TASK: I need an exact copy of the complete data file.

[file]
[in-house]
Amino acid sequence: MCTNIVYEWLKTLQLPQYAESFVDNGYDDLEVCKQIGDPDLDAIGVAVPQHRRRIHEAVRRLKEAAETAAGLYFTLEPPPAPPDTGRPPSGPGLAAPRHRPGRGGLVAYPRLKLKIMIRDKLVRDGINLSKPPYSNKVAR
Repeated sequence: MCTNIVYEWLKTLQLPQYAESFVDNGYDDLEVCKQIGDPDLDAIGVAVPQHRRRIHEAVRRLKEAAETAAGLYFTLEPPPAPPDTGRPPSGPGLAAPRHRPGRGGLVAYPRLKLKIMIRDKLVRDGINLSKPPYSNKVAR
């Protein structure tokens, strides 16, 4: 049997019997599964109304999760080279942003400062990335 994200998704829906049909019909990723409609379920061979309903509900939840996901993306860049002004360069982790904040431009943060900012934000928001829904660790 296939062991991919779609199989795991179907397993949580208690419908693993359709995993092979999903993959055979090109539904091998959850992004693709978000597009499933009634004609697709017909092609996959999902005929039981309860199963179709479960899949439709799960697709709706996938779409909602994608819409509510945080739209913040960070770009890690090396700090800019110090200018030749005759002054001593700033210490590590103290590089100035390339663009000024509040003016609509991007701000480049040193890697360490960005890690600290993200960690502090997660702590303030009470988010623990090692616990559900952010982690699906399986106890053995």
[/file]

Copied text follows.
[in-house]
Amino acid sequence: MCTNIVYEWLKTLQLPQYAESFVDNGYDDLEVCKQIGDPDLDAIGVAVPQHRRRIHEAVRRLKEAAETAAGLYFTLEPPPAPPDTGRPPSGPGLAAPRHRPGRGGLVAYPRLKLKIMIRDKLVRDGINLSKPPYSNKVAR
Repeated sequence: MCTNIVYEWLKTLQLPQYAESFVDNGYDDLEVCKQIGDPDLDAIGVAVPQHRRRIHEAVRRLKEAAETAAGLYFTLEPPPAPPDTGRPPSGPGLAAPRHRPGRGGLVAYPRLKLKIMIRDKLVRDGINLSKPPYSNKVAR
């Protein structure tokens, strides 16, 4: 049997019997599964109304999760080279942003400062990335 994200998704829906049909019909990723409609379920061979309903509900939840996901993306860049002004360069982790904040431009943060900012934000928001829904660790 296939062991991919779609199989795991179907397993949580208690419908693993359709995993092979999903993959055979090109539904091998959850992004693709978000597009499933009634004609697709017909092609996959999902005929039981309860199963179709479960899949439709799960697709709706996938779409909602994608819409509510945080739209913040960070770009890690090396700090800019110090200018030749005759002054001593700033210490590590103290590089100035390339663009000024509040003016609509991007701000480049040193890697360490960005890690600290993200960690502090997660702590303030009470988010623990090692616990559900952010982690699906399986106890053995």